I support the March of Dimes and I fight for preemies on behalf of children like Maddie Spohr who sadly and heartbreakingly lost their fight, and on behalf of children like my brother who thankfully won theirs.  Each child deserves a fighting chance and I want to help give them that.

Please, if you can, support the March of Dimes in their efforts and show those tiny babies fighting for their lives that they are not fighting alone.

November, 11 2010.  Veterans Day.  Remembrance Day. Maddie’s Birthday.  Today would have been, should have been, Madeline Spohr’s 3rd birthday. I should have woken up this morning to a beautifully written blog post by her mom, Heather Spohr, proclaiming and celebrating the awesomeness that would have been Maddie at 3 years old. Instead I wake up with a heavy, sad heart wondering why.  Instead I wake up asking how I can honor Maddie and show her parents my love and support.

Today is about celebrating the life of a little girl who touched the lives of so many. Whose life has inspired so many. Whose smile and angel eyes could light up a computer screen like no other. Today is about supporting Heather, Mike and Annie as they go through yet another birthday without Maddie. Today is about remembrance and celebration and honoring the life of Maddie.

To celebrate Maddie’s birthday I will be making a donation to Friends of Maddie and my daughter I will be taking a trip to the park in Maddie’s honor. We will swing on the swings and feed the ducks and place a purple flower in the lake.  I ask you to do something for Maddie today as well, please visit Heather’s blog and leave a quick message letting Heather know you are thinking about Maddie today, celebrating Maddie today.

Happy Birthday, Maddie.

Cold and flu season is upon us.  No one likes being sick, and no parents likes to see their child suffer from an illness.  Though it is probably impossible to keep your child free and clear of all viruses, it is possible to help keep the cold and flu bugs away at least some of the time.  There are steps you can take, things you can do, things you can teach your child to do, that will help keep them healthy during this cold and flu season.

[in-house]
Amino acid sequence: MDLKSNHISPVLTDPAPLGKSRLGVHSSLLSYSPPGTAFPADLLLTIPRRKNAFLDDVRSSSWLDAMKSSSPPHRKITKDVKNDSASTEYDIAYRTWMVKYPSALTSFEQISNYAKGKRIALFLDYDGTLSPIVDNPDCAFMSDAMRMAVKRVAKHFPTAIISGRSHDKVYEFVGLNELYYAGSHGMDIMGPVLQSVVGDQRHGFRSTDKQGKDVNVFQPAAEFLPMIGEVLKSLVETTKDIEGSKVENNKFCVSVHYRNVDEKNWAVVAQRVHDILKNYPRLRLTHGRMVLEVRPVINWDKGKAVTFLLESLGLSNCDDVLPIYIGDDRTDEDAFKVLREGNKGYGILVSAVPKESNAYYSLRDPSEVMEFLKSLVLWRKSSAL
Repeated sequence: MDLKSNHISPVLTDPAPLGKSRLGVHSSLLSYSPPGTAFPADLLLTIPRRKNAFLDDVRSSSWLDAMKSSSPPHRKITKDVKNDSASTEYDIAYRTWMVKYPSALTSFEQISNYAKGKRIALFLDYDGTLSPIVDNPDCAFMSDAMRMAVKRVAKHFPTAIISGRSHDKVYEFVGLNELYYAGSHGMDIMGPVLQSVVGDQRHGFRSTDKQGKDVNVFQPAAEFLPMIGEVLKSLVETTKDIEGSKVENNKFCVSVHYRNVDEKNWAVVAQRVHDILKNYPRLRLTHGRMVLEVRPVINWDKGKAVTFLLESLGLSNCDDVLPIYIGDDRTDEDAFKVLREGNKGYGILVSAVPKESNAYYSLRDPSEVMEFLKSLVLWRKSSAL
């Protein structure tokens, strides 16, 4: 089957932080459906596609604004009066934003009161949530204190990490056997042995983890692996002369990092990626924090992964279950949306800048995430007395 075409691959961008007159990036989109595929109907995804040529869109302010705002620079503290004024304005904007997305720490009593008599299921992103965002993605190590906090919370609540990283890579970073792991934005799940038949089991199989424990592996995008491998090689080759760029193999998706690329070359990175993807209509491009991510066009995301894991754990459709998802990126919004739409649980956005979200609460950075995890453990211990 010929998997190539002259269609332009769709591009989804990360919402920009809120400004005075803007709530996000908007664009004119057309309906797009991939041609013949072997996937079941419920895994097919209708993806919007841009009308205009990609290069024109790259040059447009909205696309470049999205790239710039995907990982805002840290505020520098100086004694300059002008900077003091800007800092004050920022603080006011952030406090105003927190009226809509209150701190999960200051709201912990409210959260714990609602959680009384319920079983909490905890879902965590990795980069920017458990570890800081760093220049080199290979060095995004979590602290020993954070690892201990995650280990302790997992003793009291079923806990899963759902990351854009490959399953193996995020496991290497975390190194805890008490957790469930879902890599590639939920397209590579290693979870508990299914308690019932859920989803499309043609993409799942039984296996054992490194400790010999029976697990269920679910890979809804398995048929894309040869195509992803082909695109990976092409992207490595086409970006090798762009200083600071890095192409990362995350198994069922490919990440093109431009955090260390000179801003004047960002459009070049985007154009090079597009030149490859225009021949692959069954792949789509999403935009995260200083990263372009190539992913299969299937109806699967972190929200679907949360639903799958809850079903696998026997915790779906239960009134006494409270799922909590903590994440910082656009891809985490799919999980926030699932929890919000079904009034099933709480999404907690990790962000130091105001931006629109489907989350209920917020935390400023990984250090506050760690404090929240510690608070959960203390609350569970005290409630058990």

Viruses spread easily and quickly among children. Between the tendency for children to constantly put their hands in their mouth and a tendency to forget about the coughing and sneezing into your elbow rules it isn’t any wonder germs make their way around a group of children so easily. Kids share toys, food and inevitably germs.  Here are a few things you can do to help your child avoid cold and flu bugs this season:

  • Talk to your child’s doctor about getting a flu vaccine this season.  Flu vaccines are effective at preventing the spread of the flu.
  • Teach your child to wash their hands frequently.  Clean hands are less likely to spread germs and contract germs.
  • Teach your child to sneeze or cough into the crease of their elbow to help avoid getting germs on their hands that they then spread to others.  A child who is used to this rule will likely encourage their friends to do the same.
  • Encourage your child to keep his or her hands of their face, and especially out of their mouth.
  • Encourage your child to be active.   A healthy, active child is far less likely to get sick.
  • Encourage good sleep habits.  A well rested person is better able to fight and avoid cold and flu bugs.
  • Provide your child with a healthy diet.  Encourage healthy meals and snacks.

The more active and well rested your child is the better chance they have of avoiding the cold and flu bugs that will inevitably go around their classroom this year.  Teaching your child good habits for washing their hands and avoiding putting their hands on their face or mouth is a great way to further help your child avoid the bugs this season. If you have questions about the flu vaccine or steps you can take to help your child avoid the cold and flu this season talk to your child’s doctor.

Happy cold and flu season. Here’s hoping you and your family can avoid as many bugs as possible this winter.